This movie premiered this evening on Turner Classic Movies and was well worth watching. The film is a very well-acted and intense emotional drama about a high school girl who is navigating the confusing territory of transforming from a girl into a woman and having her first experience with love and betrayal. Claudelle is a beautiful and innocent 17 year old girl about to graduate from high school when she is "wooed" by, and falls in love for the first time with, a handsome and seemingly sincere local boy. She trustingly gives her heart and soul and body to the young man she loves, shortly before he must leave to serve in the army. Her lover "Linn" (Chad Everett) is assigned to a military base far from home, but he promises to marry Claudelle as soon as he is done with his 2 year stretch in the service and he asks her to wait for him. Claudelle is deeply in love and promises to wait for Linn. She eagerly awaits her lover's letters, every day, until she receives one in which he tells her that he has become involved with another young woman and is going to marry his new girl -- not Claudelle. Claudelle is absolutely devastated and heartbroken. Her mother, a woman who is bitter from a life of hard work and unrealized dreams of her own, is unequipped and too narcissistic to help her daughter deal with the pain of betrayal and her first broken heart. Claudelle wants to "get even" with the lover who spurned her, just as she begins to realize the power of her own beauty and sexuality . . . and the hold which she seems to so easily have over just about every man in town -- young and old. But the pain of being betrayed and spurned is so raw that Claudelle fails to realize that she is inflicting far more pain on herself than on any of the men who she she becomes involved with -- least of all her first lover, Linn. Claudelle's father (George Kennedy) is a decent and loving man, but is unable to help his daughter deal with the raw pain of her broken heart and her self-destructive behavior -- until the end of the movie. Unfortunately, but all too typical of the mores of the time in which the story takes place, the plot is resolved by a need to kill off the "slutty wanton woman", because of the havoc she wreaks on the lives of the many weak and delusional men who want her but cannot have her -- and who cannot control their own emotions. Why is it that the promiscuous woman always has to die in these movies? (Think about Elizabeth Taylor in Butterfield 8, Kim Novak and Bette Davis in "Of Human Bondage") Why can't the men just learn to deal with their own emotions without resorting to violence? In fairness, one sincere young man loses his life when he fights to defend Claudelle's honor (but mostly his own ego and "manhood"). And, I was really thinking and believing that Claudelle and her loving and protective father could pack up and move to a new town, and get a fresh start. But oh no. The wanton, beautiful and sexual woman always must die! Is it maybe because of all those stories were written by men? Is it because a woman who enjoys and trades on the power of her own beauty and sexuality is just too threatening to the patriarchy and must be punished? What is it? Happily, this motif begins to change with the advent of the sexual revolution in the mid- to late 1960's. I was so happy when I again saw the "The Sanpiper", recently, and observed that Elizabeth Taylor's character didn't have to end up dead -- even though she and Richard Burton thoroughly enjoyed an illicit, extramarital affair. Amen! LOL!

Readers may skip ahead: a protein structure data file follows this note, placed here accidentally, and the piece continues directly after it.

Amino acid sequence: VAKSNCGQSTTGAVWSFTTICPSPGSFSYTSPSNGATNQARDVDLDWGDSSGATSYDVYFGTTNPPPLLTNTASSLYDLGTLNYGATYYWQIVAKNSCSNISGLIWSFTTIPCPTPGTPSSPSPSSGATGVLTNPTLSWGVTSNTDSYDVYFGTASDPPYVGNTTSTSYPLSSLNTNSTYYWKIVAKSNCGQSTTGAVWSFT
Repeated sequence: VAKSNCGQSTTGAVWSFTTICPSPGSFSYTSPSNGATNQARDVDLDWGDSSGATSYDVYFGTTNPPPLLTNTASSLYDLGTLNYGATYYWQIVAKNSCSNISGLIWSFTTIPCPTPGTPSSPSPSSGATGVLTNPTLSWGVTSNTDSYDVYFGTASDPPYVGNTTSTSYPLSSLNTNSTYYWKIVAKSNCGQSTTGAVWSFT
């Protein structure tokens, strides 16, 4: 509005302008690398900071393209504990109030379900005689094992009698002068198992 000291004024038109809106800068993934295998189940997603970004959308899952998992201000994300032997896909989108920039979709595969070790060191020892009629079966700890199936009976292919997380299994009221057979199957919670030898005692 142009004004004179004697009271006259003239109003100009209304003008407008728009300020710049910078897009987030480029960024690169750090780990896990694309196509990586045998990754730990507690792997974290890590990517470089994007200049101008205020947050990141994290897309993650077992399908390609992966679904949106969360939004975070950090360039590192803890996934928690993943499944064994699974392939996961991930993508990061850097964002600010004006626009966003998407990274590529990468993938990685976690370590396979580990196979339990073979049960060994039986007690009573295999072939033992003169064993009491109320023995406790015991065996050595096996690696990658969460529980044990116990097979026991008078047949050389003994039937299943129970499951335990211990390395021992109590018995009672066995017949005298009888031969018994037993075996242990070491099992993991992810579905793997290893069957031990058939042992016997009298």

*** This review may contain spoilers ***
More soap on a rope....typical soapie-doapie tearjerker of the late 1950s and early 60s....there were a lot of those super sudsers in that era, "A Summer Place", "Parrish", "Susan Slade", "Splendor in the Grass", "Imitation of Life" with Lana, etc. Unusual twist in this film, as Arthur Kennedy who plays Claudelle English's father and Constance Ford who was Sandra Dee's mom in "A Summer Place" are married in Claudelle English. Kennedy was Troy Donahue's dad in "A Summer Place"....guess the Warner Bros producers loved to use those recycled cast members......Claudelle English is the town vamp...a loose and fast young lady, a real lover gal. She has more boyfriends than a baseball stadium has hot dogs, and she loves and leaves em.....she loves them from 19 years old to old men in equal amounts. Sad tale though as Claudelle lives on an impoverished farm worked to the ground by her hapless dad, Arthur Kennedy. Constance Ford, the mother from hell in a "Summer Place" reprises her role in that regard in this film. Ford feels living in poverty is not for her and has an affair with the local landowner. She pushes Claudelle, her daughter to marry a rich man so she wont have to suffer like she did. A mixed bag of emotions follow as one lover after another chases Claudelle and her mom gets more jealous and frustrated at her own lack of an exciting life. She gets mixed up with a hokey landowner played by the boring Claude Akins.....in the end a surprising ending comes.....Claudelle is killed by the father of a jilted young man who is beaten up by another of Claudelle's many boyfriends. This is all the soap you would want and Dianne McBain is very beautiful in this film......surprising she never achieved the fame of another soaper Natalie Wood in this era.....they were both very hot women and actressses in the early 60s. McBain was a knockout in "Parrish" and you would have thought her career would take off...... it didn't....she played in several more mostly forgotten B films, including one Elvis flick. McBain is mostly a forgotten actress today. She like Connie Stevens, another Warner Bros starlet never achieved the fame many thought they would have. This was an era when the soap sudser made a lot of money for Warner Bros. Then very quickly the genre died for some reason. Guess Troy Donahue, Stevens and McBain did not want any more suds roles. Go figure!!!